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Lorna Lynch
Raspberry Pi Copy Editor
Raspberry Pi Copy Editor. Fond of books, yarn and stationery.
7 posts
Computers and chess have been a potent combination ever since the appearance of the first chess-playing computers in the 1970s. You might even be able to play a game of chess on the device you are using to read this blog post! For digital makers, though, adding a Raspberry Pi into the mix can be … Continue reading →
While we mostly deal in pretty technologically advanced stuff here at Pi Towers, we are huge fans of the printed word too. It’s great to hear, then, that the Raspberry Pi has been helping booksellers to keep bibliophiles like us supplied with all the reading matter they could wish for. Jeff Podolski, IT and network … Continue reading →
It’s been five years since we made our first appearance at Maker Faire New York. Back in 2011, we were still showing demonstrations of the Raspberry Pi, prior to its release the following spring. This year, we had prominent billing alongside the robots and rockets! Maker Faire New York ran from 1-2 October, and was as … Continue reading →
“I write this sitting in the kitchen sink”. “It was the best of times, it was the worst of times”. “When Gregor Samsa woke one morning from troubled dreams, he found himself transformed right there in his bed into some sort of monstrous insect”. “It was the day my grandmother exploded”. The opening line of … Continue reading →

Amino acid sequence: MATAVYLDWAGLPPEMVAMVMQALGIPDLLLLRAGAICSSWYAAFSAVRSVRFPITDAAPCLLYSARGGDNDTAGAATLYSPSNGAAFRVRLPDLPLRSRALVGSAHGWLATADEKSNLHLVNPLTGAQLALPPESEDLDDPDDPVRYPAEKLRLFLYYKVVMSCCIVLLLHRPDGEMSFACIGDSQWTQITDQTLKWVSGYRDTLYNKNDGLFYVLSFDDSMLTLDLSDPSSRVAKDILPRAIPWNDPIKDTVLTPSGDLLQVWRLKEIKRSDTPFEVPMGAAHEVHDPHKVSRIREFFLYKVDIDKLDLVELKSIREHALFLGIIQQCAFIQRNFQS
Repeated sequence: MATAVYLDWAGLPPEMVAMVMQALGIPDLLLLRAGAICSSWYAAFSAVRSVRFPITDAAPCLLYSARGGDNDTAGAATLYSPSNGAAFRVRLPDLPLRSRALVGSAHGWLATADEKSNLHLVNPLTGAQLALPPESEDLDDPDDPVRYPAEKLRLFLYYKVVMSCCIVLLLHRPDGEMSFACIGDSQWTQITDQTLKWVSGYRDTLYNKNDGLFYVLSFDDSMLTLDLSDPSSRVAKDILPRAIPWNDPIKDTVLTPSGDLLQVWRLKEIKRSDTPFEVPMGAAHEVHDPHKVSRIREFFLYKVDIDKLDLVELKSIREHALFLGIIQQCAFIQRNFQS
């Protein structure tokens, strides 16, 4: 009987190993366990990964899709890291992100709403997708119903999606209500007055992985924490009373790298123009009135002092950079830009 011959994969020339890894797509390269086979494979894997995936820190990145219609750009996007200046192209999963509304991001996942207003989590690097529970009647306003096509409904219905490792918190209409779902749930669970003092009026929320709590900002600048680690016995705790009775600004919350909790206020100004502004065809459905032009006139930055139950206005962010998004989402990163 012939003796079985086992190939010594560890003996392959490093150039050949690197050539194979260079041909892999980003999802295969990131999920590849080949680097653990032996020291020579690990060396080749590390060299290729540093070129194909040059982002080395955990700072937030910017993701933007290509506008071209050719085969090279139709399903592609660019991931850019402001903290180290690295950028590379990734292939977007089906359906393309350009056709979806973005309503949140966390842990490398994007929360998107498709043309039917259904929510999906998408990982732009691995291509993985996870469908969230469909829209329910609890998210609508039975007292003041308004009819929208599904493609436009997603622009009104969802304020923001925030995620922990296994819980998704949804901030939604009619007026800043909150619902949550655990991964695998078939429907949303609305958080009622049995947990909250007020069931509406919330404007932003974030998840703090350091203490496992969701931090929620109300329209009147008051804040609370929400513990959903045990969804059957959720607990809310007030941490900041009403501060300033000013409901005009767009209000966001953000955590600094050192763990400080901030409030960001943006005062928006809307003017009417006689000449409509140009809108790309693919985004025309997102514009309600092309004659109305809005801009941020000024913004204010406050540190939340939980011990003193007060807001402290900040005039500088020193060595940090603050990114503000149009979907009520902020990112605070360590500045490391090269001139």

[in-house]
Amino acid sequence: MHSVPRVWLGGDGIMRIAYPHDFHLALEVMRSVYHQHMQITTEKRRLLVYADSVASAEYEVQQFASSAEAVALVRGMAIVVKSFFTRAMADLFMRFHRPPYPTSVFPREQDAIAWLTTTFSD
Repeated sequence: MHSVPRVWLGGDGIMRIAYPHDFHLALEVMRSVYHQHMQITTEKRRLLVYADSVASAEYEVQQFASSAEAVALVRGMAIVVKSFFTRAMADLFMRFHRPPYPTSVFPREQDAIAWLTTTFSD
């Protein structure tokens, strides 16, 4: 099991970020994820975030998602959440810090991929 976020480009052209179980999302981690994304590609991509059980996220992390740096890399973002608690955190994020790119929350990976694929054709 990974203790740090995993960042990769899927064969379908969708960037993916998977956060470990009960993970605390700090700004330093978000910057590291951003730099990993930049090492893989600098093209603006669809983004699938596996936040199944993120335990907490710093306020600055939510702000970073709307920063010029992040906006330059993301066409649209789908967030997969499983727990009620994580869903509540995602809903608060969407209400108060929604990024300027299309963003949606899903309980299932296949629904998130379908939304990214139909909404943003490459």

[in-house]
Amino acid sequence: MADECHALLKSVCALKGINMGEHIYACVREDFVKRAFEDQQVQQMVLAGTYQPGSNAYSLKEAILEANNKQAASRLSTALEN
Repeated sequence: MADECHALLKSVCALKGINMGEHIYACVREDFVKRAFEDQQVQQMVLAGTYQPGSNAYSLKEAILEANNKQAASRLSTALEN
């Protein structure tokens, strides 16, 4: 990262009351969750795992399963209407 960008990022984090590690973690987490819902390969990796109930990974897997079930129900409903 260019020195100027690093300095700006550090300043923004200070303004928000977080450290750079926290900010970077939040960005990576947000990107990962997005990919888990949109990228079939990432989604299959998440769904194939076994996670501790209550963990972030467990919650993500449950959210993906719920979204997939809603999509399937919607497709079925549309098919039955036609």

Here at Raspberry Pi, we get to attend all sorts of exciting events, from Maker Faires and Raspberry Jams to education and technology gatherings. So far, we have never made it to the American Library Association’s annual conference and exhibition. There’s a first time for everything, though, so at the end of June, Matt, Courtney, … Continue reading →
Access to clean, safe drinking water is a global problem: as notes, 663 million people lack access to water that’s safe to drink. That’s twice the population of the United States, or one person in every ten. Additionally, a recent review of rural water system sustainability in eight countries in Africa, South Asia, and Central … Continue reading →
It’s four o’clock on a Tuesday afternoon, and, in an old Victorian library in a small town in South Wales, big things are happening. The computer room is crammed with children, all intently focused and engaged. Working independently or in pairs, they are building games and animations in Scratch. This is the Penarth Library Code … Continue reading →